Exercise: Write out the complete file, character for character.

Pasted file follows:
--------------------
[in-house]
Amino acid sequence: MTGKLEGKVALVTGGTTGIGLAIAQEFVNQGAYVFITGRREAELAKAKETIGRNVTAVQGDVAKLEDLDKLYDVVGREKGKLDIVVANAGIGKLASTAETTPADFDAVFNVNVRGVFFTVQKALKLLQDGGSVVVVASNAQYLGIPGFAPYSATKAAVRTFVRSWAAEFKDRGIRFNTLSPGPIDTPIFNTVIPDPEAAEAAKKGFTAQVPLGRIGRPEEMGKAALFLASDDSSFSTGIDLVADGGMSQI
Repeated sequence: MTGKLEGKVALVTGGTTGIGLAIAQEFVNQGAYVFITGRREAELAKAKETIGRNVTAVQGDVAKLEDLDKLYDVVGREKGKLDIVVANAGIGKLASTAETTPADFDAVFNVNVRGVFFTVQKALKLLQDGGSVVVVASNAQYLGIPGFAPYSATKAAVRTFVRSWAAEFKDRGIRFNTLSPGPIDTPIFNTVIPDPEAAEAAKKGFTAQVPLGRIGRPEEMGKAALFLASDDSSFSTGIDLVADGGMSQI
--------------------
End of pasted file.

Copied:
[in-house]
Amino acid sequence: MTGKLEGKVALVTGGTTGIGLAIAQEFVNQGAYVFITGRREAELAKAKETIGRNVTAVQGDVAKLEDLDKLYDVVGREKGKLDIVVANAGIGKLASTAETTPADFDAVFNVNVRGVFFTVQKALKLLQDGGSVVVVASNAQYLGIPGFAPYSATKAAVRTFVRSWAAEFKDRGIRFNTLSPGPIDTPIFNTVIPDPEAAEAAKKGFTAQVPLGRIGRPEEMGKAALFLASDDSSFSTGIDLVADGGMSQI
Repeated sequence: MTGKLEGKVALVTGGTTGIGLAIAQEFVNQGAYVFITGRREAELAKAKETIGRNVTAVQGDVAKLEDLDKLYDVVGREKGKLDIVVANAGIGKLASTAETTPADFDAVFNVNVRGVFFTVQKALKLLQDGGSVVVVASNAQYLGIPGFAPYSATKAAVRTFVRSWAAEFKDRGIRFNTLSPGPIDTPIFNTVIPDPEAAEAAKKGFTAQVPLGRIGRPEEMGKAALFLASDDSSFSTGIDLVADGGMSQI